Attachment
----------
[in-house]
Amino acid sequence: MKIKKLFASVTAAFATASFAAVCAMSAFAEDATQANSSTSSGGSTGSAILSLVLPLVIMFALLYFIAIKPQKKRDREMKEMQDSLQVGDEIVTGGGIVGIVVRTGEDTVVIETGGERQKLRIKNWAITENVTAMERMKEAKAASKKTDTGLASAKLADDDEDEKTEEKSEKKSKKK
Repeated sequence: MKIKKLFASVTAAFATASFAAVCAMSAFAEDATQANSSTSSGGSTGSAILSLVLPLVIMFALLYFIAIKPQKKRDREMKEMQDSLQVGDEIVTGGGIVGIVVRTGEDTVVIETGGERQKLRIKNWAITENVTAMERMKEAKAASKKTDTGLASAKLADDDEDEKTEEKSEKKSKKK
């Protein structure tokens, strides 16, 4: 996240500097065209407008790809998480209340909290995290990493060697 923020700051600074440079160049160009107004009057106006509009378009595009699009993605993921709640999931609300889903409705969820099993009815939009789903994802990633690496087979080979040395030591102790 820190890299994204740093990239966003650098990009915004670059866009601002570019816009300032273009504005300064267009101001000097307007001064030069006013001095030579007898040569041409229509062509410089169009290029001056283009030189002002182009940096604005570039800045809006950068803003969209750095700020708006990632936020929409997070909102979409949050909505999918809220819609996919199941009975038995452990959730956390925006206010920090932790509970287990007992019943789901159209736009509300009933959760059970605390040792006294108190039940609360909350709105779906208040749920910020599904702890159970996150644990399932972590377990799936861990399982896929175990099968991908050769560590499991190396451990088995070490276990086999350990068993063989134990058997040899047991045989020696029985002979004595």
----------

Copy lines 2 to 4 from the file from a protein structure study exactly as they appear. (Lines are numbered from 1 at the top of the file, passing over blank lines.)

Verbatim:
Amino acid sequence: MKIKKLFASVTAAFATASFAAVCAMSAFAEDATQANSSTSSGGSTGSAILSLVLPLVIMFALLYFIAIKPQKKRDREMKEMQDSLQVGDEIVTGGGIVGIVVRTGEDTVVIETGGERQKLRIKNWAITENVTAMERMKEAKAASKKTDTGLASAKLADDDEDEKTEEKSEKKSKKK
Repeated sequence: MKIKKLFASVTAAFATASFAAVCAMSAFAEDATQANSSTSSGGSTGSAILSLVLPLVIMFALLYFIAIKPQKKRDREMKEMQDSLQVGDEIVTGGGIVGIVVRTGEDTVVIETGGERQKLRIKNWAITENVTAMERMKEAKAASKKTDTGLASAKLADDDEDEKTEEKSEKKSKKK
């Protein structure tokens, strides 16, 4: 996240500097065209407008790809998480209340909290995290990493060697 923020700051600074440079160049160009107004009057106006509009378009595009699009993605993921709640999931609300889903409705969820099993009815939009789903994802990633690496087979080979040395030591102790 820190890299994204740093990239966003650098990009915004670059866009601002570019816009300032273009504005300064267009101001000097307007001064030069006013001095030579007898040569041409229509062509410089169009290029001056283009030189002002182009940096604005570039800045809006950068803003969209750095700020708006990632936020929409997070909102979409949050909505999918809220819609996919199941009975038995452990959730956390925006206010920090932790509970287990007992019943789901159209736009509300009933959760059970605390040792006294108190039940609360909350709105779906208040749920910020599904702890159970996150644990399932972590377990799936861990399982896929175990099968991908050769560590499991190396451990088995070490276990086999350990068993063989134990058997040899047991045989020696029985002979004595």